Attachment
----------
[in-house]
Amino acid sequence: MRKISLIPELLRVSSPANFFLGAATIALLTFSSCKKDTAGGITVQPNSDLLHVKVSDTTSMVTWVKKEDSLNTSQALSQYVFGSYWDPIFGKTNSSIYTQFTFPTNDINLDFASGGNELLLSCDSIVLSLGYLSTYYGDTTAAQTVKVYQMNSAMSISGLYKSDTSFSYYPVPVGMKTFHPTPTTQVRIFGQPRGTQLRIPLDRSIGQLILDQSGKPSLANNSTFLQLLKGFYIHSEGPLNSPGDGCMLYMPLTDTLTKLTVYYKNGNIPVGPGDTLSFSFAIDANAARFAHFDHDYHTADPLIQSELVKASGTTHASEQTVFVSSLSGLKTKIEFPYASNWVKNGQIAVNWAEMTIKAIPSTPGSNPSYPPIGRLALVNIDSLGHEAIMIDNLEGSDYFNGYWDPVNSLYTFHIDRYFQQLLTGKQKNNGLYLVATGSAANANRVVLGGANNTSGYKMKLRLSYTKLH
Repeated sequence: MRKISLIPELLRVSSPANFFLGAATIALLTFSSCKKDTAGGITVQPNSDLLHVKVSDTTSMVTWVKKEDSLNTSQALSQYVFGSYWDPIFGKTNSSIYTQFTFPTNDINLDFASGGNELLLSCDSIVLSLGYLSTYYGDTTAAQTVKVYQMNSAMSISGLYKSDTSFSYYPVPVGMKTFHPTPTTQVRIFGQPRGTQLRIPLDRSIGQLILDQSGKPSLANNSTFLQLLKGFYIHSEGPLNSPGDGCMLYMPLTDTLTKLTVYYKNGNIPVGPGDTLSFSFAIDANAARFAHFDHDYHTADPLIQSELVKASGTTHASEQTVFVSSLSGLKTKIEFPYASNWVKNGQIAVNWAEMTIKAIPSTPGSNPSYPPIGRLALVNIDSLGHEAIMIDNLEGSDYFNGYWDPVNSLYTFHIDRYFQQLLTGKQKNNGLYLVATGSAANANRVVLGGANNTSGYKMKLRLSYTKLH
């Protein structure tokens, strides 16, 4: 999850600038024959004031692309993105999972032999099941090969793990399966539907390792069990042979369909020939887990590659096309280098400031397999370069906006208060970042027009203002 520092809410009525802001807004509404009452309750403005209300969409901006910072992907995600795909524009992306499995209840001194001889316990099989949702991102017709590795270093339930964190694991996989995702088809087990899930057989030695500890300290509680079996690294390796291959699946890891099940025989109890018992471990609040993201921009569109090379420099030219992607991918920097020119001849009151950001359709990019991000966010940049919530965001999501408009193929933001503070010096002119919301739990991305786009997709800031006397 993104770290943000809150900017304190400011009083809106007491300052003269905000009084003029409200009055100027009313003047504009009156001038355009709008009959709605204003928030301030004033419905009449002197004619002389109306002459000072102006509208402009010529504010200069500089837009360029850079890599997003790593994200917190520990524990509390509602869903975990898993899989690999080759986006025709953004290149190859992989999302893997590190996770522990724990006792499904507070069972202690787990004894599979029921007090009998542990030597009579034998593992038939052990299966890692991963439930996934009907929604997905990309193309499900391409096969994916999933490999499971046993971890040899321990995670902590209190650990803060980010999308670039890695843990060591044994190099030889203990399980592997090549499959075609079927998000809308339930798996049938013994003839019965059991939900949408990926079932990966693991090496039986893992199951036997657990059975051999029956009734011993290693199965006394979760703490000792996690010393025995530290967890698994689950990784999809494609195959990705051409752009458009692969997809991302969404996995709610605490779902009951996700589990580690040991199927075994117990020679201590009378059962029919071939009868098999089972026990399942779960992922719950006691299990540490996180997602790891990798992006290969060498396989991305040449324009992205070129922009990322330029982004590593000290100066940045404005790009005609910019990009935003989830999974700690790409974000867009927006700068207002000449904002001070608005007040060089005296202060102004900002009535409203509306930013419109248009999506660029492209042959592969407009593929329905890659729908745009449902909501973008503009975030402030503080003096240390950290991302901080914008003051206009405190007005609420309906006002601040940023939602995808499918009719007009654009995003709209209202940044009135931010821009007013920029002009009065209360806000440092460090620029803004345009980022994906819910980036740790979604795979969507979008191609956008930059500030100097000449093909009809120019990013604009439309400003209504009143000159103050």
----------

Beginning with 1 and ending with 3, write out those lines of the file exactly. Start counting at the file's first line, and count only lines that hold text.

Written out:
[in-house]
Amino acid sequence: MRKISLIPELLRVSSPANFFLGAATIALLTFSSCKKDTAGGITVQPNSDLLHVKVSDTTSMVTWVKKEDSLNTSQALSQYVFGSYWDPIFGKTNSSIYTQFTFPTNDINLDFASGGNELLLSCDSIVLSLGYLSTYYGDTTAAQTVKVYQMNSAMSISGLYKSDTSFSYYPVPVGMKTFHPTPTTQVRIFGQPRGTQLRIPLDRSIGQLILDQSGKPSLANNSTFLQLLKGFYIHSEGPLNSPGDGCMLYMPLTDTLTKLTVYYKNGNIPVGPGDTLSFSFAIDANAARFAHFDHDYHTADPLIQSELVKASGTTHASEQTVFVSSLSGLKTKIEFPYASNWVKNGQIAVNWAEMTIKAIPSTPGSNPSYPPIGRLALVNIDSLGHEAIMIDNLEGSDYFNGYWDPVNSLYTFHIDRYFQQLLTGKQKNNGLYLVATGSAANANRVVLGGANNTSGYKMKLRLSYTKLH
Repeated sequence: MRKISLIPELLRVSSPANFFLGAATIALLTFSSCKKDTAGGITVQPNSDLLHVKVSDTTSMVTWVKKEDSLNTSQALSQYVFGSYWDPIFGKTNSSIYTQFTFPTNDINLDFASGGNELLLSCDSIVLSLGYLSTYYGDTTAAQTVKVYQMNSAMSISGLYKSDTSFSYYPVPVGMKTFHPTPTTQVRIFGQPRGTQLRIPLDRSIGQLILDQSGKPSLANNSTFLQLLKGFYIHSEGPLNSPGDGCMLYMPLTDTLTKLTVYYKNGNIPVGPGDTLSFSFAIDANAARFAHFDHDYHTADPLIQSELVKASGTTHASEQTVFVSSLSGLKTKIEFPYASNWVKNGQIAVNWAEMTIKAIPSTPGSNPSYPPIGRLALVNIDSLGHEAIMIDNLEGSDYFNGYWDPVNSLYTFHIDRYFQQLLTGKQKNNGLYLVATGSAANANRVVLGGANNTSGYKMKLRLSYTKLH